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Web-only Exclusives
November 30, 2000

From Our Correspondent: Hirohito and the War
A conversation with biographer Herbert Bix

From Our Correspondent: A Rough Road Ahead
Bad news for the Philippines - and some others

From Our Correspondent: Making Enemies
Indonesia needs friends. So why is it picking fights?

Asiaweek Time Asia Now Asiaweek story



DRAGON ASCENDING: Vietnam and the Vietnamese
By Henry Kamm

FOR MOST AMERICANS, VIETNAM is not a country so much as it is an obsession. But it is Vietnam the country, not the state of mind, that interests Kamm, a prize-winning correspondent for The New York Times. He provides in Dragon Ascending a highly readable -- if somewhat haphazardly organized -- portrait of the country and its people today. It is journalistic in style, heavy on anecdotes and on personalities, ranging from generals to dissident writers. He explains that Hanoi followed a path of economic reform similar to its giant neighbor but with less success. Like China, it replaced collective farms and boosted agricultural production, and it maintains strong, one-party control. But it lags far behind China in attracting foreign investment and economic development. One reason: it only started in 1986, about seven years after China. The other reason, of course, is the long American boycott, only recently ended. Internationally, Vietnam is just beginning to see itself not so much as part of some loose international confederation held together by a common belief in Marx, but as a country that is increasingly at home in Asia.

Arcade Publishing, 141 Fifth Ave., New York, N.Y., 10010. U.S.A. 304 Pages. $24.95 (cloth)

Money Games

By Gregory Millman

FORGET THE TABLOID-STYLE SUBTITLE: "How Rebel Currency Traders Destroy Banks and Defy Governments." This is a well-researched and sober analysis of the world's financial system. Millman argues that the markets have become completely detached from the real economic activity that they are meant to serve, operating now in a speculative, global whirlpool of currency movements, options, derivatives and debt. He also points out that the increasing globalism of finance means that more often than not, the fate of currencies is decided by junior traders operating on the basis of half-heard rumors and ill-informed guesses than by central bankers. In an interesting aside, the book examines the ultimately unsuccessful attempts of Malaysia's central Bank Negara to buck this frenetic system in 1984. Millman has so much to say that he seems to lose his way occasionally, but he does provide useful insights into the esoteric but vital world of global finance.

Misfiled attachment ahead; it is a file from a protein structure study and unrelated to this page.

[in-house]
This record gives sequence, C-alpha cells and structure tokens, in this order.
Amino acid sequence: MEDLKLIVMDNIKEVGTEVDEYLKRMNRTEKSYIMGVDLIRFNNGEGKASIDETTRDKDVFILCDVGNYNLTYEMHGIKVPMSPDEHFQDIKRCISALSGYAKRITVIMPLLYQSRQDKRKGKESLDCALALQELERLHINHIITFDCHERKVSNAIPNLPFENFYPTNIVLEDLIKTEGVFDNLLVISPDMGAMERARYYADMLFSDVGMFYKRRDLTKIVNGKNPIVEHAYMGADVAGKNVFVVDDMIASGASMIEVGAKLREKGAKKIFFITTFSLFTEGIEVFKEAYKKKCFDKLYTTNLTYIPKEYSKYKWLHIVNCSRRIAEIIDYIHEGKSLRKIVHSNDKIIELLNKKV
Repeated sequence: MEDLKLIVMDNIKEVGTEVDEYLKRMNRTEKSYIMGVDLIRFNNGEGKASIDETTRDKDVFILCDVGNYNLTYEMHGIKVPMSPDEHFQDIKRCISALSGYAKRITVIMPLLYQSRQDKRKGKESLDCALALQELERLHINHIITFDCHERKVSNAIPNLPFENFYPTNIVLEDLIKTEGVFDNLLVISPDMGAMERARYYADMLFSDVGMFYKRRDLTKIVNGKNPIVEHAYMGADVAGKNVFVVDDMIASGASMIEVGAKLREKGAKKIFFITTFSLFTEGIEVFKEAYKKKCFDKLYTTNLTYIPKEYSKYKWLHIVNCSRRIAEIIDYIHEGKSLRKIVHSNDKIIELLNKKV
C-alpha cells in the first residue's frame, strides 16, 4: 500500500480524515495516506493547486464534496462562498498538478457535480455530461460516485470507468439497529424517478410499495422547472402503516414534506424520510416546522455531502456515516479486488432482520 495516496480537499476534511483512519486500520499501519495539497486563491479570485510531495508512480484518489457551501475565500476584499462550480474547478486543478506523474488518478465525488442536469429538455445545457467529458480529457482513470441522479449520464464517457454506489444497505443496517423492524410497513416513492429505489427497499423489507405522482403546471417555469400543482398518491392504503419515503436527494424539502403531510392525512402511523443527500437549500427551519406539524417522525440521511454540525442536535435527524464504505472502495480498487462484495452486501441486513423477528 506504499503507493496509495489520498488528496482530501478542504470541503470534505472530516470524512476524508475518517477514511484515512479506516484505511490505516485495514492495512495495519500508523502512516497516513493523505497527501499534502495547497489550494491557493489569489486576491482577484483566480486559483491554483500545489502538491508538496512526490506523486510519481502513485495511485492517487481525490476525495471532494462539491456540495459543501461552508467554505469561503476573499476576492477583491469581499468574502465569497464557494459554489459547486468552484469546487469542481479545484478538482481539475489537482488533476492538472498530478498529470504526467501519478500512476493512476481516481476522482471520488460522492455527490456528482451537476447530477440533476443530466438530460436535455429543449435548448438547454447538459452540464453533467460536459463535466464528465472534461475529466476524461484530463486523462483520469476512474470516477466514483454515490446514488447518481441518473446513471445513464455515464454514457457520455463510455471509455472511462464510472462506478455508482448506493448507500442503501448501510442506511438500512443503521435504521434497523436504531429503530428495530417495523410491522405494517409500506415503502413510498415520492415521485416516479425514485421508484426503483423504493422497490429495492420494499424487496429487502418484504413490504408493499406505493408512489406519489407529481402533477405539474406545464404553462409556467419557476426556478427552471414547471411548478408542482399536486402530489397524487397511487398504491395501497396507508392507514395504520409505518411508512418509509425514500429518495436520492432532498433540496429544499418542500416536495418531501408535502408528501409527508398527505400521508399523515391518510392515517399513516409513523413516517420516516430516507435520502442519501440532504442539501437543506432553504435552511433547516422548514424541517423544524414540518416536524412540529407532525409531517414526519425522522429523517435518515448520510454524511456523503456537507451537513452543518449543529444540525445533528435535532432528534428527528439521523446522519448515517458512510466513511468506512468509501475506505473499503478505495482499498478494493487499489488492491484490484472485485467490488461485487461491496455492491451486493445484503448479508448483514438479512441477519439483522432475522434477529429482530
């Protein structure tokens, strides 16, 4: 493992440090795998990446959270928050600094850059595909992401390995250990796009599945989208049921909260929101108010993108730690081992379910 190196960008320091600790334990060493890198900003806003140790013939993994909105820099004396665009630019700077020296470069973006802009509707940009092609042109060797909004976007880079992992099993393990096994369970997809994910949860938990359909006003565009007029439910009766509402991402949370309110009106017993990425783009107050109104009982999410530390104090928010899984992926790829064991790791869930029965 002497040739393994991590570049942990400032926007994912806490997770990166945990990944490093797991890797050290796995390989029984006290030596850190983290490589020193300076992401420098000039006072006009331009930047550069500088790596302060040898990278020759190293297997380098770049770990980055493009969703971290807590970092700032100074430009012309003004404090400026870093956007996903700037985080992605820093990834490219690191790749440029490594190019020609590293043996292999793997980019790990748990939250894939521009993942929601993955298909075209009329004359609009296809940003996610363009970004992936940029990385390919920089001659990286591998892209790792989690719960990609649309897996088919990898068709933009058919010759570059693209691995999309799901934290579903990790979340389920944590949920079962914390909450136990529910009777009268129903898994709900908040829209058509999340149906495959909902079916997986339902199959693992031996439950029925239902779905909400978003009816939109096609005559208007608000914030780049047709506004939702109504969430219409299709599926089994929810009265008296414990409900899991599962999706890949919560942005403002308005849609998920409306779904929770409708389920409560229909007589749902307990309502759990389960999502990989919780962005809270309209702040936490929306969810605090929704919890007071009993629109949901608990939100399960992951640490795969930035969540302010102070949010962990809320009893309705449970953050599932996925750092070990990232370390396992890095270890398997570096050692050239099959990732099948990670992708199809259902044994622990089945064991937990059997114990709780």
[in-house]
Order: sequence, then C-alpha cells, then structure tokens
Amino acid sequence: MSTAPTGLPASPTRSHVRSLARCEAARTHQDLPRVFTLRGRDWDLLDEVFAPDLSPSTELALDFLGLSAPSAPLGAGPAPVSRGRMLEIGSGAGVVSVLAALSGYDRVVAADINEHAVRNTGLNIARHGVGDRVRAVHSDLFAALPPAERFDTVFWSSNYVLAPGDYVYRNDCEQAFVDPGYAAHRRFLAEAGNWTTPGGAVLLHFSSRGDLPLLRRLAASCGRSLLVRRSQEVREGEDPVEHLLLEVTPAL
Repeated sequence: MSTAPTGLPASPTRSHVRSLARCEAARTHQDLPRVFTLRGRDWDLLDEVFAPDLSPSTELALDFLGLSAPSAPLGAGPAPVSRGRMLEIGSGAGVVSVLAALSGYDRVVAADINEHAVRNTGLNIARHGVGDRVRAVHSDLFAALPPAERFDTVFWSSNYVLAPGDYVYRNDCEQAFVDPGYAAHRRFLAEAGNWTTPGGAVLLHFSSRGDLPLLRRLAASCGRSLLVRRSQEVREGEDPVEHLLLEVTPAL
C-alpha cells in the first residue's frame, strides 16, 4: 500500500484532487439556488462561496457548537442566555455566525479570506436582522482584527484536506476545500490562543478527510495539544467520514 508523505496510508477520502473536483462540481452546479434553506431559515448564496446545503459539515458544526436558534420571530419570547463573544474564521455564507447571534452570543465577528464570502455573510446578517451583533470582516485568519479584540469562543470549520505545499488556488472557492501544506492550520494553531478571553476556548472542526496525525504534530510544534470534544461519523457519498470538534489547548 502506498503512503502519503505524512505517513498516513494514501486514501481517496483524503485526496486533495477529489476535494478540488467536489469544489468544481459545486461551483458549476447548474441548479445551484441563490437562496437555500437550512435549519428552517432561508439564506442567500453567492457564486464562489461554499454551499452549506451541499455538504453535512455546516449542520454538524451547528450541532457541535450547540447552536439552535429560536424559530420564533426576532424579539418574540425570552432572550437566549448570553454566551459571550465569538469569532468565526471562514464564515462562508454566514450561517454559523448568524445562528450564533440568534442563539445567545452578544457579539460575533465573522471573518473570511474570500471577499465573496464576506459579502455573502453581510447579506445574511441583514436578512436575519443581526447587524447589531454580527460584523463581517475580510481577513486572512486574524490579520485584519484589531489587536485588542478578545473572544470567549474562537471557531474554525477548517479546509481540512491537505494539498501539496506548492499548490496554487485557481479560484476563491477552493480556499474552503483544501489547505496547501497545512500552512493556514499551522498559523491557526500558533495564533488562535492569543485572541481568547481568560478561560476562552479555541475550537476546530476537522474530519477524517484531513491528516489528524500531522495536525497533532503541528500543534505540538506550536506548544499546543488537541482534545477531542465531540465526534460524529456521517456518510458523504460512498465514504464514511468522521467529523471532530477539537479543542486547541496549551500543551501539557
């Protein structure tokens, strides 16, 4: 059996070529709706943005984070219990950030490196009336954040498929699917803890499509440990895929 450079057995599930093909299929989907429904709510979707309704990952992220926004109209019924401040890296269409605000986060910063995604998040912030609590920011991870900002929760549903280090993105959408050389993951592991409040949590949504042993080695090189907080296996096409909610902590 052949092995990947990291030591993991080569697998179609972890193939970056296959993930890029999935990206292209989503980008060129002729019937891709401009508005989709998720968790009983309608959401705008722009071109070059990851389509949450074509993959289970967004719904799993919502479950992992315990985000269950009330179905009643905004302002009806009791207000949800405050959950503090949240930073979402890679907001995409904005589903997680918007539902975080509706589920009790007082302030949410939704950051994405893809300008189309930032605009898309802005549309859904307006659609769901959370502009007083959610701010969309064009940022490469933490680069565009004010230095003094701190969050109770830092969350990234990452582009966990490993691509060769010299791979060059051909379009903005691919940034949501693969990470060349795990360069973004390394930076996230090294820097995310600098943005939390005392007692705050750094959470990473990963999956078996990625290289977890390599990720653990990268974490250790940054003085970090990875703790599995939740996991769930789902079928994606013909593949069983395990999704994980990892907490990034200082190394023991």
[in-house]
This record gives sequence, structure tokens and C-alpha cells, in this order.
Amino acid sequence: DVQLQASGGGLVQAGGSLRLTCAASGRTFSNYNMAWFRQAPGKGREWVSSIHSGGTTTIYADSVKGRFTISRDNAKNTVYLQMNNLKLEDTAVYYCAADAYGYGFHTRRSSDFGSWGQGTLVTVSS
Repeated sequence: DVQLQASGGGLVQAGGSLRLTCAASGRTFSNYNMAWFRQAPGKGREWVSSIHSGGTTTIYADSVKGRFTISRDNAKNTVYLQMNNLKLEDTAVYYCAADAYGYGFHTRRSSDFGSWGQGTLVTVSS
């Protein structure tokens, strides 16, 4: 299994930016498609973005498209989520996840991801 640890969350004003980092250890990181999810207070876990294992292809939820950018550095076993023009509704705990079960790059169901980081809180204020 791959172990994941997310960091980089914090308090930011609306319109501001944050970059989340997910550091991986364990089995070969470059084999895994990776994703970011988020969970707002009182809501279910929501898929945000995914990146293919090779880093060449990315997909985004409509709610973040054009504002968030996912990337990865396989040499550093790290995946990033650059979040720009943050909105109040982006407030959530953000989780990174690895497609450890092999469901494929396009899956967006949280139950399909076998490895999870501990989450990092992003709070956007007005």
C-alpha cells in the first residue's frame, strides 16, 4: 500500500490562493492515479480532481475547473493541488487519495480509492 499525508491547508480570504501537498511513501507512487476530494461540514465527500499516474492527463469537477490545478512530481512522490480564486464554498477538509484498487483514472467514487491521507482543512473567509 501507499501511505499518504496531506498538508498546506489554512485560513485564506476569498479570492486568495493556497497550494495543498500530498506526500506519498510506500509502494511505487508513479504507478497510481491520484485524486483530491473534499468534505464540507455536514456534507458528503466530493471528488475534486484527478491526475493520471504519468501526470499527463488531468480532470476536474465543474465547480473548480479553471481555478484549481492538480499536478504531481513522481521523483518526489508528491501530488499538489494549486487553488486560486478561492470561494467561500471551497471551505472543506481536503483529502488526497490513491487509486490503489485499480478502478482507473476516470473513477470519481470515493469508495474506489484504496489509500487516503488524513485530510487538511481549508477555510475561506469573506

Bantam Publishing, 61-63 Uxbridge Rd., London, W5 5SA, U.K. 305 Pages. 9.99 (paper)

Street Smarts

By R. Zamora Linmark

THE HONOLULU-BASED WRITER EXPLORES the unsettling and often screamingly funny, multi-racial immigrant world of hormonally-charged teenagers in the predominantly Filipino neighborhood of Kahili. These second-generation youngsters seem to have a shrewder idea than their parents that the American ideal isn't what it is supposed to be. Set far from the post-card-pretty haunts of Diamond Head, among drug abusers, domestic violence and gangs, the novel effectively uses pidgin English and street language. Linmark relies on sharply etched, satirical vignettes to detail the bitter effects of racism, alienation and dispossession. At its best, this first novel by a young Filipino writer makes the reader want to weep and laugh at the same time.

Kaya Publications, 8 Harrison St., New York, N.Y. 10013. 149 Pages. $21 (cloth)

Gaining Insight

By Harry Irwin

THE AUTHOR HAS SOME useful things to say about how Asians and Westerners view such things as the avoidance of conflict and the importance attached to individual rights. He uses these differences to suggest ways that Westerners might better communicate with Asians. He sees acculturation as more than just a matter of buying the latest how-to book; a person needs to know why customs exist in the first place. He even recommends that viewing a number of films, such as Red Sorghum, can help Westerners gain insight into the nature of Asian cultures.

Allen & Unwin, 9 Atchison St./ St Leonards, NSW 2065, Australia. 185 Pages. A$24.95. (paper)

This edition's table of contents | Asiaweek home



U.S. secretary of state says China should be 'tolerant'

Philippine government denies Estrada's claim to presidency

Faith, madness, magic mix at sacred Hindu festival

Land mine explosion kills 11 Sri Lankan soldiers

Japan claims StarLink found in U.S. corn sample

Thai party announces first coalition partner


COVER: President Joseph Estrada gives in to the chanting crowds on the streets of Manila and agrees to make room for his Vice President

THAILAND: Twin teenage warriors turn themselves in to Bangkok officials

CHINA: Despite official vilification, hip Chinese dig Lamaist culture

PHOTO ESSAY: Estrada Calls Snap Election

WEB-ONLY INTERVIEW: Jimmy Lai on feeling lucky -- and why he's committed to the island state


COVER: The DoCoMo generation - Japan's leading mobile phone company goes global

Bandwidth Boom: Racing to wire - how underseas cable systems may yet fall short

TAIWAN: Party intrigues add to Chen Shui-bian's woes

JAPAN: Japan's ruling party crushes a rebel at a cost

SINGAPORE: Singaporeans need to have more babies. But success breeds selfishness

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